Friday, August 17, 2007

Compact Discs turn 25!

ABBAOn August 17, 1982, the first commercially produced compact disc was created by Philips, marking the beginning of the digital age for consumers worldwide. Unfortunately, this historic event is tied to a mediocre album by a band that had already "jumped the shark" by the 1980's. ABBA's "The Visitors" would turn out to be their last studio album.

Development of the Compact Disc Digital Audio format began in 1979 as a collaboration between Philips and Sony. The resulting "Red Book" specification defines the format as 44.1k, 16-bit, stereo (no mono for audiobooks or older recordings), a maximum of 99 tracks per disc, a minimum of 4 seconds per track, and a maximum total program time of 74 minutes. Compact discs that drift outside of these specifications are not strictly permitted to display the official compact disc digital audio logo. This includes all discs with multimedia content and those which exceed the 74-minute time limit.

ABBA is properly spelled in all-caps because it is an acronym made up of the first letter of each member's given name -- Agnetha, Björn, Benny, and Anni-Frid (Frida). When the group decided they needed a proper name in early 1973, "ABBA" was suggested initially as a joke because it is also the name of a well known Swedish fish cannery. They would eventually negotiate with the cannery for the international rights to the name. The first "B" in their registered trademark logo is backwards for symmetry and was used from 1976 onwards.

The maximum program time of the compact disc, according to legend, was to ensure that Beethoven's Ninth Symphony could fit on a single disc in its entirety.

The individual members of ABBA had already attained a certain amount of either commercial or critical success as musicians well before the band formed, making them almost a "super group" right from the start. Agnetha in particular had a #1 song in Sweden in 1967 and released four pre-ABBA solo albums. Anni-Frid also released a critically praised pre-ABBA solo album simply titled "Frida".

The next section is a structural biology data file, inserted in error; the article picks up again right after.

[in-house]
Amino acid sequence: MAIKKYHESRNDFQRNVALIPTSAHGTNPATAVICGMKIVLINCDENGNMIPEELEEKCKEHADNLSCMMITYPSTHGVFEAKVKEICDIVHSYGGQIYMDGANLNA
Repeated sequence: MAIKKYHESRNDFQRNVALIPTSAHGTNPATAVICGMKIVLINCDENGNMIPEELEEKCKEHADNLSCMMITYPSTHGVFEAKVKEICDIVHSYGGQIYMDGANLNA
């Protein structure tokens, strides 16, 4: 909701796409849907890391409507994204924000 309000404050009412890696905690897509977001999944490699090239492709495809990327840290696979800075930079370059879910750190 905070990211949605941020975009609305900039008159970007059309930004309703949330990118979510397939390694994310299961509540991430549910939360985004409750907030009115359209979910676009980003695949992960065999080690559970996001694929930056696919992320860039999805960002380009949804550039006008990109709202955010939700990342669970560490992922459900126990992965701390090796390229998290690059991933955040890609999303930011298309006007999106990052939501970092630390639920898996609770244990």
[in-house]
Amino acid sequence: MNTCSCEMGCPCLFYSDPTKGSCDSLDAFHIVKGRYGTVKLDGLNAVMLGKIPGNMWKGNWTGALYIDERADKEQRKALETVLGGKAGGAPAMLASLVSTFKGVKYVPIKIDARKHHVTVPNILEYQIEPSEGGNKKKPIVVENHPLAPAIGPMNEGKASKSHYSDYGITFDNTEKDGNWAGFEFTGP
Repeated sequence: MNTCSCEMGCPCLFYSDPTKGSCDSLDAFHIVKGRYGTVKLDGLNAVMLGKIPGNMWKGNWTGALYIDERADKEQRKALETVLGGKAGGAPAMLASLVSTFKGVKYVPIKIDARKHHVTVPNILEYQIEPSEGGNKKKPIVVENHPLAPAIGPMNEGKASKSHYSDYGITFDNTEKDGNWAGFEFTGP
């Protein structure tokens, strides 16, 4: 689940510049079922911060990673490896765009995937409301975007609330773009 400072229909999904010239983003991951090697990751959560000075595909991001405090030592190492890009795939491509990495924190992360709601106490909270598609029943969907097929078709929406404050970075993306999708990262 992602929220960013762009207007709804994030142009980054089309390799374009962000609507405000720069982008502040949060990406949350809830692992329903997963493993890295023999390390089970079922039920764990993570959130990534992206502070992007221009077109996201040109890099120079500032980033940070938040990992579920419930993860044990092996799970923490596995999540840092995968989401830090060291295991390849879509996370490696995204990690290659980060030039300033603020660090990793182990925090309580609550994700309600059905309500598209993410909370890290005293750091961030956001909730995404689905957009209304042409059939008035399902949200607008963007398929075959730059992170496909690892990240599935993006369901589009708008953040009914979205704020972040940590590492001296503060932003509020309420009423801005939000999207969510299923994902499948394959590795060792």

Although the discs themselves are identical, Compact Disc Digital Audio (Red Book) and Compact Disc Digital Data (Yellow Book) formats are very different. Red Book discs have very little redundancy and error-correction capabilities because single-bit read errors are not considered critical in audio reproduction. Yellow Book defines much more redundant information which makes the discs hold far less "data" than "audio". If you were to "rip" a 74-minute audio CD to your hard drive as PCM data (.WAV), the resulting file could not then be written to a 74-minute blank CDR as data because it would be far too large.

ABBA's last public performance was in January 1986 when they recorded a video of themselves performing an acoustic version of "Tivedshambo" in honor of their manager's 55th birthday. Their last known appearance together was at another birthday party for one of their mutual friends in 1999, although no video is known to exist.

In 2005, Sony/BMG scored a huge public relations blunder by hiding an auto-running "rootkit" trojan on their commercially distributed audio CD's in an attempt to thwart audio piracy. Whenever one of these discs are inserted into the CD-ROM drive of a Microsoft Windows-based computer (Windows 95 or later) with the default autorun settings, a program would be installed that was designed to interfere with CD "ripping" programs. This prompted multiple class-action lawsuits and Sony was eventually forced to recall all of the CD's that were distributed with this system. The United States Federal Trade Commission eventually ruled that Sony had violated federal law by automatically installing software without proper disclosure to their customers, resulting in a settlement which includes a reimbursement program for consumers up to $150 per affected system. In 2007, Sony finally decided to file their own lawsuit against the company that had designed the anti-piracy system and licensed it to them in the first place.

The ABBA tribute band "Björn Again" was formed in Australia in 1988 and has proven to be more long-lived than the original band by a considerable margin. The demand for their performances has been so great that there have been as many as five different incarnations of "Björn Again" touring simultaneously all over the world, making them by far the most successful tribute band in history. To date, they have performed more than 5000 concerts in over 70 countries.

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2 comments:

paisley said...

oh great... now i really feel old... thanks a lot...

Markoni said...

Maybe this will cheer you up...

My best friend in high school was expecting to get a CD player for Christmas so I bought him "Dark Side of the Moon". The next time I visited him, I happened to notice that the CD was sitting on his turntable. He didn't get the CD player so he thought he'd try to play the disc the old-school way!

Doh!

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